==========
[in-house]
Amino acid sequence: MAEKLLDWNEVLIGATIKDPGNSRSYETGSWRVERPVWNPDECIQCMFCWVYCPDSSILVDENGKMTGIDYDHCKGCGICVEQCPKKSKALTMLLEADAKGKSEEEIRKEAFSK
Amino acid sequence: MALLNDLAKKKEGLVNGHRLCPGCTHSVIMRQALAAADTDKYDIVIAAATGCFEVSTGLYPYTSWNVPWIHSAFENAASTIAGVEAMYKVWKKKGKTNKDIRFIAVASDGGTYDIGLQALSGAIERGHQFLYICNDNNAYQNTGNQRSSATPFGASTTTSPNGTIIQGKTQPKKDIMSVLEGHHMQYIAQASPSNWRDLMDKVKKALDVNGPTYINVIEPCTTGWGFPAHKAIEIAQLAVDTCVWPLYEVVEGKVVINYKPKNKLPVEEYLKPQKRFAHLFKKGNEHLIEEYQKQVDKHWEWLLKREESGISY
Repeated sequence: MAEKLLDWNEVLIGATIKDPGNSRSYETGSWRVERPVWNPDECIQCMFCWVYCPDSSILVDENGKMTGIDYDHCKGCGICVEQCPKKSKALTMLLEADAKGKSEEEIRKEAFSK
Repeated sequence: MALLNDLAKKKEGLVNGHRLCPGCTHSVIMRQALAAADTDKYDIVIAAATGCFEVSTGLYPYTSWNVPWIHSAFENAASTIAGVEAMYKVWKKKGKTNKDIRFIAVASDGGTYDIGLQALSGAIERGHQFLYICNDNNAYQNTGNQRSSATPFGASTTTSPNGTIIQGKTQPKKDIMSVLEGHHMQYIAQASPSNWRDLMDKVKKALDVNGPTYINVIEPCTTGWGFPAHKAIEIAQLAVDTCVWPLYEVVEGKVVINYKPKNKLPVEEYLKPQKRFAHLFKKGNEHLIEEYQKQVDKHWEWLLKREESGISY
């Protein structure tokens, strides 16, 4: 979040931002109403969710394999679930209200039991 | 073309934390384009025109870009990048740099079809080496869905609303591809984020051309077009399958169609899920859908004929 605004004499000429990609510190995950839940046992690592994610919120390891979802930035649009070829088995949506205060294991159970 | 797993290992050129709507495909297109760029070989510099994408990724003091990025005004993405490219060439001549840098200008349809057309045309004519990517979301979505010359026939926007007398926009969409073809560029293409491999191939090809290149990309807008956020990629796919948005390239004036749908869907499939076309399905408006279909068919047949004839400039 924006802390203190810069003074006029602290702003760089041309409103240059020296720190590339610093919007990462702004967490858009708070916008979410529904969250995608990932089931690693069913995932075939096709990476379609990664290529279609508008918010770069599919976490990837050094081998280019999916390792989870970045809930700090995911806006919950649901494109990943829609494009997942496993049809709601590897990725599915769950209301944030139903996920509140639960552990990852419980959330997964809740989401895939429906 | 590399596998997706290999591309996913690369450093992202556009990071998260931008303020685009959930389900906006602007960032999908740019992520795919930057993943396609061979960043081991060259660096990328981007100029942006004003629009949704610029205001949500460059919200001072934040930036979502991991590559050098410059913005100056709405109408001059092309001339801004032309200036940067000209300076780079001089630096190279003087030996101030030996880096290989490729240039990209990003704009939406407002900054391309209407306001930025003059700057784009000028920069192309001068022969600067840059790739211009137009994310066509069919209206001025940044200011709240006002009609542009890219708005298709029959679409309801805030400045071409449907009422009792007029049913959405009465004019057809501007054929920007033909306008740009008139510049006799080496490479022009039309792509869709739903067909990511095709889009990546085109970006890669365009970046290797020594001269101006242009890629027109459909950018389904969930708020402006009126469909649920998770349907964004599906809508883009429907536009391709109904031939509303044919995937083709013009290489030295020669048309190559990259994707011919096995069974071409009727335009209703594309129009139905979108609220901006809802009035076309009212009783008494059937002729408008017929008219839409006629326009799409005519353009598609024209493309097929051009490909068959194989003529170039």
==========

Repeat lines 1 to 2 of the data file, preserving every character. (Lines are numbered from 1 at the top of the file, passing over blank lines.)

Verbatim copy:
[in-house]
Amino acid sequence: MAEKLLDWNEVLIGATIKDPGNSRSYETGSWRVERPVWNPDECIQCMFCWVYCPDSSILVDENGKMTGIDYDHCKGCGICVEQCPKKSKALTMLLEADAKGKSEEEIRKEAFSK